So first of all DACA, or the D.A.C.A.  That has to do with children who immigrated to the United States, not really at their own behest. They were brought in by parents or other relatives into the US when they were underage and not able to form intent on their own. These folks have been, I would say championed by certain factions and it's kind of hard I think on a political level to really say "yeah, just kick those folks out". If someone's been in the United States since they were four years old and now they're 21 and they've never known any place else, yeah it seems a little inequitable to just kick those folks out. So it seems that this issue of the DACA is going to be a sort of a preface to a later and more detailed negotiation with respect to immigration on a whole Trump appears to be amenable to making concessions with respect to the so-called dreamers but those concessions seem to be connected to a later phase in this process so there's the dreamer’s issue, then there's these other four issues, and then there’s further issues in even deeper level with respect to comprehensive immigration reform. I'm not going to get to that third phase. That seems to be dealing with some almost systemic aspects of US Immigration but a particular note, and these seem to be priorities of the administration. You've got DACA. They understand there are people who are pretty adamant about DACA so they've got to deal with this from a negotiation standpoint and then they go on to mention border security. We all remember Trump made campaign promises with respect to walls and border security along the Southern US border so obviously that seems to be a priority as well as a Visa Lottery program. This has been an interesting one. The Visa Lottery is an interesting mechanism and basically is a lottery that allows a certain number of people each year to just be  granted immigrant status or be granted an immigrant visa number and allowed to apply for an immigrant visa simply based on their nationality and the thinking goes, they're trying to, It's a diversity visa lottery, they're trying to improve diversity in the United States and it was invented basically to sort of single out countries that didn't have a heavy presence of their nationals in the United States to allow them access to the United States for no other reason than diversity. That's actually what the visa program is called, the “Diversity Visa Lottery” and I have heard varying complaints and various proponents of the diversity Visa Lottery. I don't really have an opinion one way or the other on it quite frankly; I can see the benefits to it, I can also see the arguments of the opponents of it. That being said, I have to think that if any type of comprehensive immigration reform comes down the pike, I've got to think that this Visa Lottery is probably one of the first things to go. How it got in is kind of an interesting story and I'm not going to go into that how it got enacted and then the fact that it's sort of hung on through all the trials and tribulations of sort of American law making is kind of fascinating. It's something of a tribute to the American legislative process and the American mindset. But that being said I just don't see that that's going to survive a real serious look at immigration reform.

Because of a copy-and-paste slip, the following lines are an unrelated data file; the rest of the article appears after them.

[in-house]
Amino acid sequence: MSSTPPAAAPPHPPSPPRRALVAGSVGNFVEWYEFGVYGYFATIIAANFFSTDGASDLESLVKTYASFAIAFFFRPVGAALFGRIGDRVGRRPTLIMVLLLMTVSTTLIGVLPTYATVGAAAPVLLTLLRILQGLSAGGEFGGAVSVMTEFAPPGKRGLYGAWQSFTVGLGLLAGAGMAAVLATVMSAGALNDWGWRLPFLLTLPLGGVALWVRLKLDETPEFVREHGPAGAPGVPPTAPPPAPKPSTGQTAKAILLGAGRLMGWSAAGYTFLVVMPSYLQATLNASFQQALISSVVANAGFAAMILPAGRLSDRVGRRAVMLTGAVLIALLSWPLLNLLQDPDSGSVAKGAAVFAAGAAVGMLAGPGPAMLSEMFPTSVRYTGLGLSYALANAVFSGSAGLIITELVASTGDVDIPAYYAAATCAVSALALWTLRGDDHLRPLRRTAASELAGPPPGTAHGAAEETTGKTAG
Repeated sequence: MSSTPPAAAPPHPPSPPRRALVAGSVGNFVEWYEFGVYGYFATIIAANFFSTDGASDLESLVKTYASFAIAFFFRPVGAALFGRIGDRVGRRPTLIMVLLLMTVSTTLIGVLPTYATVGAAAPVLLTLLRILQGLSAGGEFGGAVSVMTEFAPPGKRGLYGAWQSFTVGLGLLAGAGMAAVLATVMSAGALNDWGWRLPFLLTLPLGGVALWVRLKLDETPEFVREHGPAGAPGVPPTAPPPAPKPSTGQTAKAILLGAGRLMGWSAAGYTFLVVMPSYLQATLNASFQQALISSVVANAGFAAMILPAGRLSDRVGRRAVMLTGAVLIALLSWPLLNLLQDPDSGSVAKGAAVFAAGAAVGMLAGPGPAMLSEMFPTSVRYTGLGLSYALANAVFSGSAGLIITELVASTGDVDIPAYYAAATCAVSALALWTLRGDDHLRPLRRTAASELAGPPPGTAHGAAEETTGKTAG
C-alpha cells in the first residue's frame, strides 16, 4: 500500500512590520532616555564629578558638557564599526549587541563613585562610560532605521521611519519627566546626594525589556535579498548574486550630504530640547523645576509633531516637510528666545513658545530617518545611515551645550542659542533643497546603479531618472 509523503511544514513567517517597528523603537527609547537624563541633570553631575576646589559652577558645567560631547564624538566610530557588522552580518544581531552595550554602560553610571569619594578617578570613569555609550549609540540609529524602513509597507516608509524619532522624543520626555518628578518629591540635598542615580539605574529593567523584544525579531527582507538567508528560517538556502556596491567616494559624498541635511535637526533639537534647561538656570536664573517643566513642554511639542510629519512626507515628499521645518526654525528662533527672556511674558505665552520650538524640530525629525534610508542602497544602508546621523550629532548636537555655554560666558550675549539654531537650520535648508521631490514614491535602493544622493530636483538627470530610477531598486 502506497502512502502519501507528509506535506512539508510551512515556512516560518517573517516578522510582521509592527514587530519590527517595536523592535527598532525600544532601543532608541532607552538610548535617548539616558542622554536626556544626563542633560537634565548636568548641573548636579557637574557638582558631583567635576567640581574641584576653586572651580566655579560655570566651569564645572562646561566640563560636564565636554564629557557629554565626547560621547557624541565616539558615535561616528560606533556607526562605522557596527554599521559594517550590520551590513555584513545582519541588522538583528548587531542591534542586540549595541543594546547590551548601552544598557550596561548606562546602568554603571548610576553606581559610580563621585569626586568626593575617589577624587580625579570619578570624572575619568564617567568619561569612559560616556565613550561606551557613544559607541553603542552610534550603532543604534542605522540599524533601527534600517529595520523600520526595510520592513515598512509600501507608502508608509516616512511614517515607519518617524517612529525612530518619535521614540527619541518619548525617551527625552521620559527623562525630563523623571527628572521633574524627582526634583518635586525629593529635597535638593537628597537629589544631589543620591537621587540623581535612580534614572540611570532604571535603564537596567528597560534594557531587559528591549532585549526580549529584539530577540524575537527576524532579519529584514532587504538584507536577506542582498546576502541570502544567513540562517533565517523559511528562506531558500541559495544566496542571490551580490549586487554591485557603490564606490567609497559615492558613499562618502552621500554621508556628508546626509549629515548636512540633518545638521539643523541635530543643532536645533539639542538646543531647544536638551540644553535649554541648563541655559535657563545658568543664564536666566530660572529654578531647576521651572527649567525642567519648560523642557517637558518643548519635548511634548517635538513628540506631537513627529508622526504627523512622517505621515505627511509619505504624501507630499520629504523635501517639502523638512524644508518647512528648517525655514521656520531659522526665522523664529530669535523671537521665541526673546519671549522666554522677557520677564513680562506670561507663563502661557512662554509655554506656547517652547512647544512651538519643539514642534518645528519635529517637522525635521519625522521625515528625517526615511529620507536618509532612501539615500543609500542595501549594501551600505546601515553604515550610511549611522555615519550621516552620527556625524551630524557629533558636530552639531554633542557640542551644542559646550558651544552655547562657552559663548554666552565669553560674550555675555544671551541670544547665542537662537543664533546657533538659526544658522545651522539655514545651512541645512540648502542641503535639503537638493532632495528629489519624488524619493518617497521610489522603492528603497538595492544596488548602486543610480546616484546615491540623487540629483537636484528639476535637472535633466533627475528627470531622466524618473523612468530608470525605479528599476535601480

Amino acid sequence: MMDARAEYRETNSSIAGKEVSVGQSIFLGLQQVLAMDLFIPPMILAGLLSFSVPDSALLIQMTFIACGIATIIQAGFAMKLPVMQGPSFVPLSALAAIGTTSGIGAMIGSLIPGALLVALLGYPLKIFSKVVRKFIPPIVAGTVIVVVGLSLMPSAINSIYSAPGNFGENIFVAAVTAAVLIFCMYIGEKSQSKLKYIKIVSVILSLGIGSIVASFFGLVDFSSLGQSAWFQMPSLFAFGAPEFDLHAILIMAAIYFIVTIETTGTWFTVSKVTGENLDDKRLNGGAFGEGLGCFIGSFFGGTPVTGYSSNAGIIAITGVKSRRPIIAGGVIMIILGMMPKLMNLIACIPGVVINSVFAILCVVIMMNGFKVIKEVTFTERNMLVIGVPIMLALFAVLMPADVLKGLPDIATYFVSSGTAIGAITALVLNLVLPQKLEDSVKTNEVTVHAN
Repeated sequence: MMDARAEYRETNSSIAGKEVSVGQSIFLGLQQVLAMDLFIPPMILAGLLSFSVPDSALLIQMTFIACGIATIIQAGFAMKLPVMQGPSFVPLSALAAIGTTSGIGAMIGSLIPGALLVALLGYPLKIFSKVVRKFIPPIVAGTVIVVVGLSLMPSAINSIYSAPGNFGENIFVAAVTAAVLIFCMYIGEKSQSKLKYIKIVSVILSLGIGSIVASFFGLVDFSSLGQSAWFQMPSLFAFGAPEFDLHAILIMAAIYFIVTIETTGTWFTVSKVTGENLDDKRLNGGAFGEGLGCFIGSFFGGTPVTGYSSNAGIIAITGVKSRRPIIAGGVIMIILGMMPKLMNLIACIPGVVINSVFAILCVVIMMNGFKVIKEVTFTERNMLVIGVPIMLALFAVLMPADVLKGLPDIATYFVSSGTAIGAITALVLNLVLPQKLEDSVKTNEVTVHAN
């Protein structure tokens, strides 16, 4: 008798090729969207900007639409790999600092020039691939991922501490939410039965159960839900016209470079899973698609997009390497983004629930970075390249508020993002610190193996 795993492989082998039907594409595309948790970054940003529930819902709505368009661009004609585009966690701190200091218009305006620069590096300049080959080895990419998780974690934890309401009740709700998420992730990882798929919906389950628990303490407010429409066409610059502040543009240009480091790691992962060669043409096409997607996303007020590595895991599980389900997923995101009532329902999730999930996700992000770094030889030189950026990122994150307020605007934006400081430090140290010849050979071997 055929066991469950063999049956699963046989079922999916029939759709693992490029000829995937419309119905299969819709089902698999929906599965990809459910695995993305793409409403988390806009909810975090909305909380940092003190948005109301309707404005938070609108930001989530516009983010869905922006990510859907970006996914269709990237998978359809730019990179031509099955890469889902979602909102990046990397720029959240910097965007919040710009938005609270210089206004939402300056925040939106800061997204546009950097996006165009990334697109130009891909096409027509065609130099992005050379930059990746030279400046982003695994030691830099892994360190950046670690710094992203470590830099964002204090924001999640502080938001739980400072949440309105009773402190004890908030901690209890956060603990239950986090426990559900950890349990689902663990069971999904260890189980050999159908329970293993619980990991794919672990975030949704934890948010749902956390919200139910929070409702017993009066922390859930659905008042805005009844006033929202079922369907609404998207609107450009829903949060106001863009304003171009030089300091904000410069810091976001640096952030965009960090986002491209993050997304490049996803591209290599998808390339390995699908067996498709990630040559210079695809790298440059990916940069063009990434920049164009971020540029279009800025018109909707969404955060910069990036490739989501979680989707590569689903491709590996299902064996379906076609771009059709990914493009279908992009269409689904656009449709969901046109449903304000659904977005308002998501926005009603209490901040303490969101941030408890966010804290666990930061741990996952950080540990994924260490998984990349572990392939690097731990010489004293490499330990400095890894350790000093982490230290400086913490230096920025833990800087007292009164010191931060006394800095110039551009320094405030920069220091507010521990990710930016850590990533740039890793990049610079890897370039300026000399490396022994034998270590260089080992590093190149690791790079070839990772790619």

That being said, this is of more interest to me because this is an interesting one. They keep mentioning so called  "chain migration" and what we are talking about here,  it is rather curious because the immigration nationality act which was enacted the middle of the last century was designed at a very different time in American history. It just simply, I won't call it an anachronism, although there are aspects of it which I would say are somewhat throwbacks, but it just doesn't accurately reflect the current time I would say. Basically what it was set up for, it was very, how do I put it, it was very positive toward family migration in the United States.  There remains a category for brothers and sisters of US citizens, so children of US citizens, parents of US citizens, brothers and sisters of US citizens, unmarried children, married children, and of varying ages, there’s many different categories within the family visa context that create this so-called chain migration, which many people that are watching this video may have us of so-called anchor babies. So a child who’s born in the United States that can create the possibility of a later immigration benefits for that child's parents, a later immigration benefit for that child's currently as the law sits, for that child siblings, and later for that child's children unmarried or married, that child spouses and fiancée’s of that child or that person at that point I guess I should say. It seems that the Trump Administration is pretty serious about truncating these options as far as the visa benefits that sort of flow from citizenship in the United States or permanent residence in the United States. That's another thing to keep in mind. So called chain migrants can be attached to a permanent residents in the US, children of permanent residents, spouses of permanent residents. They are able to petition for certain benefits under the current regime. So the thing to take away from this video that I would want the viewers to sort of understand where I'm coming from,  and the folks that are out here in Southeast Asia. When they're talking about chain migration that is going to significantly change, substantially change for that matter, the sort of environment with respect to immigration moving forward. If so called chain migration is significantly truncated we could be looking at a massively different system comparing today to that system in the future. Again it remains to be seen what that system is going to look like but it seems like this Administration is pretty serious about at least altering the so-called environment, for so-called chain migration.